Figure 2: Proposed DNN: Given an input image, we apply gesture based affine transformation to generate a sequence of video frames. These masks passed in succession to the generator network results in a video sequence with given background image.

We used the ability of the model outlined by Turkoglu et al. [7] to generate video sequences with different backgrounds but same (or controlled) fingertip and hand as in the reference input image. The proposed framework sequentially composes a scene, breaking down the underlying problem into foreground and background separately. Our approach (figure 2) utilises the foreground generator as proposed by Turkoglu et al. [7] to superimpose elements over the given background.

3 Experiments and Results

3.1 Experiment 1

We use the Adam solver with a batch size of . All models were trained from scratch with a learning rate of

. The results were observed on varying number of epochs where the model was trained for

epochs with the same learning rate and linearly decaying the learning rate over next epochs. The model was trained on a Tesla V100 GPU for hours.

We train our model on the SCUT-Ego-Finger dataset [3]. It has manually annotated frames for hand detection and fingertip detection in first-person view. The dataset includes videos from different environments such as classroom, lake, canteen etc. We demonstrate our results in Figure 1 on two pairs of source and target domains: (a) , and (b) .

3.2 Experiment 2

Figure 3: Results obtained using the proposed method. Given a segmentation map as input, the network generates a background image and an output image taking cues from the semantic layout map. The generated images are highly photo-realistic with little or no distortion.

We ran our experiments on a subset of the SCUT-Ego-Finger dataset [3]. Since we did not have ground-truth labelled semantic maps for our dataset, skin pixels are detected from the images using the skin-colour segmentation. We applied the GrabCut algorithm [6] for foreground extraction followed by skin-thresholding in HSV colour format. Morphological erosion is also applied to remove some of the isolated blobs.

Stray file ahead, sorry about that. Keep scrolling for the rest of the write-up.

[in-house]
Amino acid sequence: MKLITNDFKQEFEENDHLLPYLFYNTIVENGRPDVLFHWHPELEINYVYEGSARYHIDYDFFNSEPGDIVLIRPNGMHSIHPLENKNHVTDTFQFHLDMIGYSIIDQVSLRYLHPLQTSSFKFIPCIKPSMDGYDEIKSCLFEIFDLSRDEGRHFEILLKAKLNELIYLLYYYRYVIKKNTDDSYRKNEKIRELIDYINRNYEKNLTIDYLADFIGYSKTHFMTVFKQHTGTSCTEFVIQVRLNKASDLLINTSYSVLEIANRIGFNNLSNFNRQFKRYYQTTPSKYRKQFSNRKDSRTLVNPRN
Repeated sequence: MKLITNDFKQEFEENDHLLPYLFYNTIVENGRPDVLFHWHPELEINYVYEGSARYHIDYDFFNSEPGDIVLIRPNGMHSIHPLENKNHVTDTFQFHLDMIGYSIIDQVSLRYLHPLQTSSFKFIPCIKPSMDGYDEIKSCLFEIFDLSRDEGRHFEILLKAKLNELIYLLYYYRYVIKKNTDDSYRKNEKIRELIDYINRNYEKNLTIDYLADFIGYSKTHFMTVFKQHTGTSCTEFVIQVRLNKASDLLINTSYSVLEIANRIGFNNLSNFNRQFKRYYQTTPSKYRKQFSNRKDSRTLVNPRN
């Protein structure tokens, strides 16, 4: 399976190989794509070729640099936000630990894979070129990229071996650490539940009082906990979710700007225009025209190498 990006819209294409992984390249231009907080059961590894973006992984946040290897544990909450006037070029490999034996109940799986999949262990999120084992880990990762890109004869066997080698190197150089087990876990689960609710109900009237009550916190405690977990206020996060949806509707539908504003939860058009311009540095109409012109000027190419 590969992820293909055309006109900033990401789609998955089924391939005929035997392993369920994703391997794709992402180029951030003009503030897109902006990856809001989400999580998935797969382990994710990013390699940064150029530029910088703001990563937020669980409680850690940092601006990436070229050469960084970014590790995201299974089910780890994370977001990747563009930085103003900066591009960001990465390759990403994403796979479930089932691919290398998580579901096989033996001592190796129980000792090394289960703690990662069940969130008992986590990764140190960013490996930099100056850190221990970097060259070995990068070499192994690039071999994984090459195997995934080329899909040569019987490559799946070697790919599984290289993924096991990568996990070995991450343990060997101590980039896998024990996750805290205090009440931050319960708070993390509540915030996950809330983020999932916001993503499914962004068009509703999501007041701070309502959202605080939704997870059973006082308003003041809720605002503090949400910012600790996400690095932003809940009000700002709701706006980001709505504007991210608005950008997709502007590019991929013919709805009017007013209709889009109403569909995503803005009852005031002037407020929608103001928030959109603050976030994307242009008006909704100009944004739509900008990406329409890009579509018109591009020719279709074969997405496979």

We trained the foreground and background generator (for extracting background images from the dataset [3]) for 100 and 200 epochs respectively, with a batch size of 4. Figure 3 demonstrates the complete use-case of the network. Because of the segmentation masks given as input to the model, the network is able to replicate hand and fingertip in the foreground fully.

Figure 4: Results generated using same set of translated segmentation mask and fingertip location. Each row represents the synthesised images in the new domain.

Figure 4 shows images with different background domains but the same mask layout as input. We observe that the synthesised images do not suffer from any artefacts as compared to images generated by CycleGAN [8]. However, skin colour is a bit off in the fourth domain perhaps due to the texture of the background domain.

We extend this idea to generate egocentric gestures such as fingertip going down, up, left, and right. One such example has been demonstrated in Figure 5.

4 Future Work

The realisation of our end goal of generating photo-realistic videos with enough variability in background, lighting, and other such parameters that can help in designing, training, and benchmarking models for hand-gesture recognition would involve designing a model that introduces variations in the background features and some features present on the hand. We would like to experiment the inclusion of a recurrent network into the current framework which could generate photo-realistic hand movements corresponding to any given spatio-temporal sequence corresponding to an arbitrary input gesture. Finally, we observe that the background might change suddenly between consecutive frames leading to a jittery video and we would like to experiment with ways to make the background coherent across frames.

Figure 5: Generating a circle as an egocentric pointing gesture by applying orientation based mask affine transformation. Different frames depict gesture images as synthesised using the network. Note that complete gesture is obtained using a single layout mask as reference.

5 Conclusion

We have demonstrated a network capable of synthesising photo-realistic videos and show its efficacy by generating videos of hand gestures. We believe that this would help in the creation of large-scale annotated datasets, which, in turn, would encourage the development of novel neural network architectures that can recognise hand gestures from single RGB streams without the need of specialised hardware such as multiple cameras and depth sensors.